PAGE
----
Saturday, November 29, 2008

RFID is everywhere

Apple's latest DRM will restrict your wardrobe

You've heard, of course, of digital rights management - used to control how you play, copy or otherwise use media files like music.

Now Apple wants to apply that concept to your sporting wardrobe. In US patent application 2008/0218310, the company details a way to stop us using unauthorised training shoes with the in-sole sensors it sells as part of the Nike + iPod kit. The shoe sensors work as pedometers, sending the data to your iPod as you run.

Apple's patent explains that "some people have taken it upon themselves to remove the sensor from the special pocket of the Nike shoe and place it in inappropriate locations - shoelaces, for example - or place it on non-Nike shoes".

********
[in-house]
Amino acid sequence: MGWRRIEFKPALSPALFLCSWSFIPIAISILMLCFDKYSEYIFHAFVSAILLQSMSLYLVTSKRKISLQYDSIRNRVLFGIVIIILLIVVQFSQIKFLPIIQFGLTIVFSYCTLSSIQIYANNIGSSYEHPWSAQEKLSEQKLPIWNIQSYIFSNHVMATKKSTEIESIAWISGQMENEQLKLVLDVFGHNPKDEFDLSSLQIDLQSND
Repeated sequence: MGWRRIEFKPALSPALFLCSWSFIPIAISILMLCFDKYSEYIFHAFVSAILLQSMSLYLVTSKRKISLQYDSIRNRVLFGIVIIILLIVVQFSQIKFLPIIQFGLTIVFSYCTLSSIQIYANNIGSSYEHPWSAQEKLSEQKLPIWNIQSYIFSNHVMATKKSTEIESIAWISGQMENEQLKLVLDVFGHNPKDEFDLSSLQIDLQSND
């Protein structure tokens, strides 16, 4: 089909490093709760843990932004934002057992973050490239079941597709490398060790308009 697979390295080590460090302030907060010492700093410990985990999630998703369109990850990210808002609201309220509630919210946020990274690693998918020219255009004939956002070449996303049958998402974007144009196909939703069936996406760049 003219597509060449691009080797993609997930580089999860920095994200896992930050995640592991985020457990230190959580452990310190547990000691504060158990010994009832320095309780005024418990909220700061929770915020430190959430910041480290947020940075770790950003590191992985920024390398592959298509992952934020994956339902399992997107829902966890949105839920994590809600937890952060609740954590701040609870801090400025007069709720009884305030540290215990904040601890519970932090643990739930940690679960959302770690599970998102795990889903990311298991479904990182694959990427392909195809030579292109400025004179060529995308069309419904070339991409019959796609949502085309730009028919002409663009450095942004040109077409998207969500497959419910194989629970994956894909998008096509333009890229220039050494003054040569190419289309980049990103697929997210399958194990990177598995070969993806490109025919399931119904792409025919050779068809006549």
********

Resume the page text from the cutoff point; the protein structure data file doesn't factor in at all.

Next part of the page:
They seem to consider this beyond the pale. The patent details a way of "pairing a sensor and an authorised garment", such as "running shoes, shirts or slacks". Companies like Nike could authorise their garments by burying an RFID chip inside it. That chip is required to activate the sensor. No longer will you be able to use the sensor you paid for with any shoe of your choosing.

Apple's idea sounds mean-minded to me. What do you think?

The company has previous form, though. Last year they tried to patent a system that would prevent you from recharging a music player if you ever use it with unauthorised software.

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